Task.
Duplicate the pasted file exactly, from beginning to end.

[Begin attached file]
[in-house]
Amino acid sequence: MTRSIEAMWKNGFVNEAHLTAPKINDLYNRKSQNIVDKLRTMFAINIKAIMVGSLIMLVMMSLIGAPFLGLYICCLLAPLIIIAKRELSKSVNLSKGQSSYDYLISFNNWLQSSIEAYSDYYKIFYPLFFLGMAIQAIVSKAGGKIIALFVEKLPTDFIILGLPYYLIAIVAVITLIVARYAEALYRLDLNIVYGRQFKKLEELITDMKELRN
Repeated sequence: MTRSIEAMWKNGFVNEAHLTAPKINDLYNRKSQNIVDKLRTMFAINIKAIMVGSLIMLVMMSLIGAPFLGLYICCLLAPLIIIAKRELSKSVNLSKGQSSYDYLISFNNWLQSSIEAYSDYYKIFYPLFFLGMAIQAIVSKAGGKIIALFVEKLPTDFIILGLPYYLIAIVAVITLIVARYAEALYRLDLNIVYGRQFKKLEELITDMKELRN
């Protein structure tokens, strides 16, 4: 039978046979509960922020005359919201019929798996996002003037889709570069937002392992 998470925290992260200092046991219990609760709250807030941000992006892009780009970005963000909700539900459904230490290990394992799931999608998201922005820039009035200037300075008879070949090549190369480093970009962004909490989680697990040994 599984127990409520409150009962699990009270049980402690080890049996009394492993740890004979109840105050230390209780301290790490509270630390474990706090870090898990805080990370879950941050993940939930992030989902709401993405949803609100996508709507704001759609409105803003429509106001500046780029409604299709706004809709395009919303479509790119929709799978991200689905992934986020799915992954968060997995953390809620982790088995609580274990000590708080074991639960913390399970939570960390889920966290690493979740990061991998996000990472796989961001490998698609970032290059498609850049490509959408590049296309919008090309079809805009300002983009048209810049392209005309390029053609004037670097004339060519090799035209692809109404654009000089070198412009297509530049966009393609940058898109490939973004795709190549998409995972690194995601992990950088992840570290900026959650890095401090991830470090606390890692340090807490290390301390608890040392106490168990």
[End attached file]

[in-house]
Amino acid sequence: MTRSIEAMWKNGFVNEAHLTAPKINDLYNRKSQNIVDKLRTMFAINIKAIMVGSLIMLVMMSLIGAPFLGLYICCLLAPLIIIAKRELSKSVNLSKGQSSYDYLISFNNWLQSSIEAYSDYYKIFYPLFFLGMAIQAIVSKAGGKIIALFVEKLPTDFIILGLPYYLIAIVAVITLIVARYAEALYRLDLNIVYGRQFKKLEELITDMKELRN
Repeated sequence: MTRSIEAMWKNGFVNEAHLTAPKINDLYNRKSQNIVDKLRTMFAINIKAIMVGSLIMLVMMSLIGAPFLGLYICCLLAPLIIIAKRELSKSVNLSKGQSSYDYLISFNNWLQSSIEAYSDYYKIFYPLFFLGMAIQAIVSKAGGKIIALFVEKLPTDFIILGLPYYLIAIVAVITLIVARYAEALYRLDLNIVYGRQFKKLEELITDMKELRN
């Protein structure tokens, strides 16, 4: 039978046979509960922020005359919201019929798996996002003037889709570069937002392992 998470925290992260200092046991219990609760709250807030941000992006892009780009970005963000909700539900459904230490290990394992799931999608998201922005820039009035200037300075008879070949090549190369480093970009962004909490989680697990040994 599984127990409520409150009962699990009270049980402690080890049996009394492993740890004979109840105050230390209780301290790490509270630390474990706090870090898990805080990370879950941050993940939930992030989902709401993405949803609100996508709507704001759609409105803003429509106001500046780029409604299709706004809709395009919303479509790119929709799978991200689905992934986020799915992954968060997995953390809620982790088995609580274990000590708080074991639960913390399970939570960390889920966290690493979740990061991998996000990472796989961001490998698609970032290059498609850049490509959408590049296309919008090309079809805009300002983009048209810049392209005309390029053609004037670097004339060519090799035209692809109404654009000089070198412009297509530049966009393609940058898109490939973004795709190549998409995972690194995601992990950088992840570290900026959650890095401090991830470090606390890692340090807490290390301390608890040392106490168990």